And what did the leaders of the free World have to say about Baroness Margaret Thatcher?
“One respected her more than any other world leader. One gave her the Presidential Medal of Freedom. And another celebrated Meryl Streep’s portrayal of her on film,” says Eric Ostermeier, author of Smart Politics, a research site at the University of Minnesota’s Humphrey School of Public Affairs.
Her career as Prime Minister spanned 11 years, 6 months, and 24 days, through three presidencies: Jimmy Carter (20 months), Ronald Reagan (eight years), and George H.W. Bush (22 months), he notes.
Near the end of his second term, Reagan called Prime Minister Thatcher “the statesman in the world that I have met that I respect the most,” also noting, “In the critical hour, Margaret Thatcher and the people of Great Britain stood fast in freedom’s defense and upheld all the noblest of your island nation’s traditions; yours was the part of courage and resolve and vision.”
Bill Clinton talked about Thatcher once as president, Mr. Ostermeier says, reminding Americans about the rare honor she received as a Presidential Medal of Freedom recipient and her role in ending the Cold War:
“Very few non-Americans have received the Medal of Freedom. The last year a foreign leader was honored was 1991, when President Bush presented the award to Margaret Thatcher. That day we celebrated a partnership among nations and leaders that helped to end the Cold War with a victory for freedom.”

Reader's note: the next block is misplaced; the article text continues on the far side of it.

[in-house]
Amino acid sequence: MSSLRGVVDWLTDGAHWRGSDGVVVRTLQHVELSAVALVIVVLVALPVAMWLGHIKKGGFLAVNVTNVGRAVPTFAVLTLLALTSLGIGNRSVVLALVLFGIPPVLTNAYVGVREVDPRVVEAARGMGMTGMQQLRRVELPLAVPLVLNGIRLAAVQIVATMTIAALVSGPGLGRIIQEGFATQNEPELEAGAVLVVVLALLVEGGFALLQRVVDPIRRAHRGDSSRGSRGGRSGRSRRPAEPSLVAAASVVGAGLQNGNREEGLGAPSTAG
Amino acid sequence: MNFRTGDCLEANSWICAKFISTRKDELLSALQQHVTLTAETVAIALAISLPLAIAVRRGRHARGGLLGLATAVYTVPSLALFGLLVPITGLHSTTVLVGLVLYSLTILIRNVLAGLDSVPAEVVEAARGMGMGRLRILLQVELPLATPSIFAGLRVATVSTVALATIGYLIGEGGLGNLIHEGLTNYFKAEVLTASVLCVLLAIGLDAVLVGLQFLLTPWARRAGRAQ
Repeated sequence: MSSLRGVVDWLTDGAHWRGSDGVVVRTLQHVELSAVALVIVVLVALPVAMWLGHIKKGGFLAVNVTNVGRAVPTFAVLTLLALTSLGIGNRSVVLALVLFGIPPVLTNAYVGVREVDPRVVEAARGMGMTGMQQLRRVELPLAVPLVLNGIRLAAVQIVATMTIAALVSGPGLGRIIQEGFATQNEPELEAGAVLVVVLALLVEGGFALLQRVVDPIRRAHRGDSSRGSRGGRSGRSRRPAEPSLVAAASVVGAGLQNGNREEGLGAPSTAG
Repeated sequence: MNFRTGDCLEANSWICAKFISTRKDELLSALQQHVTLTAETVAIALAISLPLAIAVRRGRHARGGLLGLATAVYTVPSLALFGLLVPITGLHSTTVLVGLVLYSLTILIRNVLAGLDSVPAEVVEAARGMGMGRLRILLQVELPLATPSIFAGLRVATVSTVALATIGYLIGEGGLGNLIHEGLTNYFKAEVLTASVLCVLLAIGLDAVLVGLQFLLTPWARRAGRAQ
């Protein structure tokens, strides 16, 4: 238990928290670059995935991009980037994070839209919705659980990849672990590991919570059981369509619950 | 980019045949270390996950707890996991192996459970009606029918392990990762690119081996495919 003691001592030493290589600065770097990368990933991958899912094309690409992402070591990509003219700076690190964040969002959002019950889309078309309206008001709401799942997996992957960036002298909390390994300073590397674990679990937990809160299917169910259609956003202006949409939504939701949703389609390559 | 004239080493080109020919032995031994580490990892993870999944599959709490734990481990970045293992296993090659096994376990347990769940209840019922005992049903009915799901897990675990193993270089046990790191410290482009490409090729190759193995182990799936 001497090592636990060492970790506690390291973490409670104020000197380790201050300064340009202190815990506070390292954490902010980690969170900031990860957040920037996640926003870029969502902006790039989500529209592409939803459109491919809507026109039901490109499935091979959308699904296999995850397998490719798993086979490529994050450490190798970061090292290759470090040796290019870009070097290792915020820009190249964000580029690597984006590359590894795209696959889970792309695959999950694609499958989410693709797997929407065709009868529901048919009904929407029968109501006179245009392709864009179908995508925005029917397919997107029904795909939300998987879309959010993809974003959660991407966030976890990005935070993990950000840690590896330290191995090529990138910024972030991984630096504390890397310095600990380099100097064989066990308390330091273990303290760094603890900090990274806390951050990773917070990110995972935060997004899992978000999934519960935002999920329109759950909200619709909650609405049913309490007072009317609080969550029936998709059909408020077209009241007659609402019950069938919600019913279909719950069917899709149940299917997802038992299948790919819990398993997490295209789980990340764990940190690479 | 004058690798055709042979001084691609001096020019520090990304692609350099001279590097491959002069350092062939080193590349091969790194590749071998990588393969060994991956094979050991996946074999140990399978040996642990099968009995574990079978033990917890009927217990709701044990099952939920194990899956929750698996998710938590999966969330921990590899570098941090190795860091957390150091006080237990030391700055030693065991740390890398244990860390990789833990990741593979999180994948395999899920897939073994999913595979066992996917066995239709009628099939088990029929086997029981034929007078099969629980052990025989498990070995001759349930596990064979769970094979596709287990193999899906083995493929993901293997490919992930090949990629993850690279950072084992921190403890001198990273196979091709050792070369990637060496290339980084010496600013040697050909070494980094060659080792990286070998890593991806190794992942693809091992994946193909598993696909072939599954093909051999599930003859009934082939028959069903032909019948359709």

George W. Bush celebrated Thatcher three times during his presidency, always pairing her with Ronald Reagan, as an example of a world leader who fought communism and who believed in the undeniable power of freedom:
“The successors of Churchill and Roosevelt, leaders like Truman and Reagan and Thatcher, led a confident Alliance that held firm as communism collapsed under the weight of its own contradictions,” Mr. Bush said.
“The Communists had the harsh rule of Brezhnev and Honecker and Ceausescu. But in the end, it was no match for the vision of Walesa and Havel, the defiance of Sakharov and Sharansky, the resolve of Reagan and Thatcher, the fearless witness of John Paul,” Mr. Bush observed.
“As for President Barack Obama?” Mr. Ostermeier asks. “The 44th President has mentioned the Iron Lady just once - in reference to the film ‘The Iron Lady.’ “
Mr. Obama was delivering remarks at the 2011 Kennedy Center Honors, lauding honoree Meryl Streep and the varied roles over her career “ranging from Julia Child to, most recently, Margaret Thatcher.”
Mr. Ostermeier adds, “No doubt the President will have a little more to say about the former Prime Minister during the days to come since her passing on Monday.”